Cartesian product of multiple sets

What a cartesian product is, knows everyone who ever saw a table. For example:

        +------------------------+------------------+
        |    hard-working        |      lazy        |
+-------+------------------------+------------------+
| smart | smart and hard-working | smart but lazy   |
| dumb  | dumb but hard-working  | dumb and lazy    |
+-------+------------------------+------------------+

It’s an example of product of two cartesian sets: {hard-working, lazy} and {smart, dumb}. It’s easy to generate such a product in bash:

maciej@clover ~ $ echo {smart,dumb}-{hard-working,lazy}
smart-hard-working smart-lazy dumb-hard-working dumb-lazy

It’s a list of all the possible pairs of elements.

In order to generate a cartesian product of two sets, one usually writes two nested loops. For example, in Python:

for i in ['smart', 'dumb']:
    for j in ['hard-working', 'lazy']:
        print i, j

What if we want to generate a cartesian product of three sets? Three nested loops? What about four sets? What about N sets?

I’ve found a thread with examples of code generating such cartesian products. I especially liked the solution with generators, because it avoids keeping in memory potentially enormous tables with data. The example from the forum thread:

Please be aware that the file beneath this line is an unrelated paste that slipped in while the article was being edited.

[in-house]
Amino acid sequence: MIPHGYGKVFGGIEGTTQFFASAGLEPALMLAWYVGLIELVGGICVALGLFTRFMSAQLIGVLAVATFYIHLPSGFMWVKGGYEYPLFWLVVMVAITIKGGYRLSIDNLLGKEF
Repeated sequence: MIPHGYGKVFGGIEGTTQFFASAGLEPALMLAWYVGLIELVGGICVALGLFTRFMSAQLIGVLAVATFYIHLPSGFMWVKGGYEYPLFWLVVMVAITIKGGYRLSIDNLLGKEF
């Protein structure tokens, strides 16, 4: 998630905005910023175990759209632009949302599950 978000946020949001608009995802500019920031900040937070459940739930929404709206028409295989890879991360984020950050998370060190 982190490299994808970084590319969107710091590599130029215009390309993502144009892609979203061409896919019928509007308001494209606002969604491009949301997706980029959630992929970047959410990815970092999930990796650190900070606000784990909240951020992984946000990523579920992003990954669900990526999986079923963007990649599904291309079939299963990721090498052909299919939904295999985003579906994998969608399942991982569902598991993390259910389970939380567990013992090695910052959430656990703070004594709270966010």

def cartesian_product(L,*lists):
    if not lists:
        for x in L:
            yield (x,)
    else:
        for x in L:
            for y in cartesian_product(lists[0],*lists[1:]):
                yield (x,)+y

It’s a short and effective solution, using recursion. This particular implementation has one distadvantage: lists need to be given as function arguments:

cartesian_product(list1, list2, list3)

I wanted a solution where I could give it a list of lists instead.

UPDATE:  James Hopkin suggested using an asterisk (thanks!):

cartesian_product(*list_of_lists)

Here’s my original solution:

def cartesian_product(lists, previous_elements = []):
    if len(lists) == 1:
        for elem in lists[0]:
            yield previous_elements + [elem, ]
    else:
        for elem in lists[0]:
            for x in cartesian_product(lists[1:], previous_elements + [elem, ]):
                yield x

Usage of this function can look like this:

a = []
a.append(['in', 'out'])
a.append(['put', 'come'])
for i in cartesian_product(a):
    print "%s%s" % (i[0], i[1])

Another example, generating a natural binary code, with the number of bits as a parameter. Please note that when you give it a very large number of bits, it will take a lot of time to execute, but it will not exhaust the memory.

bits = 5
for i in cartesian_product([range(2) for x in range(bits)]):
    print i

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People who live in Ireland

The latest poll taken by the Government asked people who live in Ireland if they think Polish immigration is a serious problem:

23% of respondents answered: Yes, it is a serious problem.
77% of respondents answered: Absolutnie żaden. To nie jest poważna kwestia.

(translator)

Personally, I think that it in fact is a major problem, but not for Ireland. It is a major problem for Poland.